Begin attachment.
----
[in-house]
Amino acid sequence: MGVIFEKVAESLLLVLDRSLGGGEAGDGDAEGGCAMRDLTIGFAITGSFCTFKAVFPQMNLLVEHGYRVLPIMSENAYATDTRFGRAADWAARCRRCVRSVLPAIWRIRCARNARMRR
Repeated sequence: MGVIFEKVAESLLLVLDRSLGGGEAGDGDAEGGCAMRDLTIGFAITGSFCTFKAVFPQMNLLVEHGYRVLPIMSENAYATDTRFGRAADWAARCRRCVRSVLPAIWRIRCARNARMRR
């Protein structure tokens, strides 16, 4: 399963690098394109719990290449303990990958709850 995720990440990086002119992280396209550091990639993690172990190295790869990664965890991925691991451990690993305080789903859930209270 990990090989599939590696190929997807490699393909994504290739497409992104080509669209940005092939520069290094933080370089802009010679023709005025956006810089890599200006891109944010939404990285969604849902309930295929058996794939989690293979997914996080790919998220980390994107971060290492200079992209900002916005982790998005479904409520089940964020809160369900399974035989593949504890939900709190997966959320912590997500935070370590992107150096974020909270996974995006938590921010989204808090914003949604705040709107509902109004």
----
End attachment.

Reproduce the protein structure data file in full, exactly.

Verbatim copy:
[in-house]
Amino acid sequence: MGVIFEKVAESLLLVLDRSLGGGEAGDGDAEGGCAMRDLTIGFAITGSFCTFKAVFPQMNLLVEHGYRVLPIMSENAYATDTRFGRAADWAARCRRCVRSVLPAIWRIRCARNARMRR
Repeated sequence: MGVIFEKVAESLLLVLDRSLGGGEAGDGDAEGGCAMRDLTIGFAITGSFCTFKAVFPQMNLLVEHGYRVLPIMSENAYATDTRFGRAADWAARCRRCVRSVLPAIWRIRCARNARMRR
């Protein structure tokens, strides 16, 4: 399963690098394109719990290449303990990958709850 995720990440990086002119992280396209550091990639993690172990190295790869990664965890991925691991451990690993305080789903859930209270 990990090989599939590696190929997807490699393909994504290739497409992104080509669209940005092939520069290094933080370089802009010679023709005025956006810089890599200006891109944010939404990285969604849902309930295929058996794939989690293979997914996080790919998220980390994107971060290492200079992209900002916005982790998005479904409520089940964020809160369900399974035989593949504890939900709190997966959320912590997500935070370590992107150096974020909270996974995006938590921010989204808090914003949604705040709107509902109004």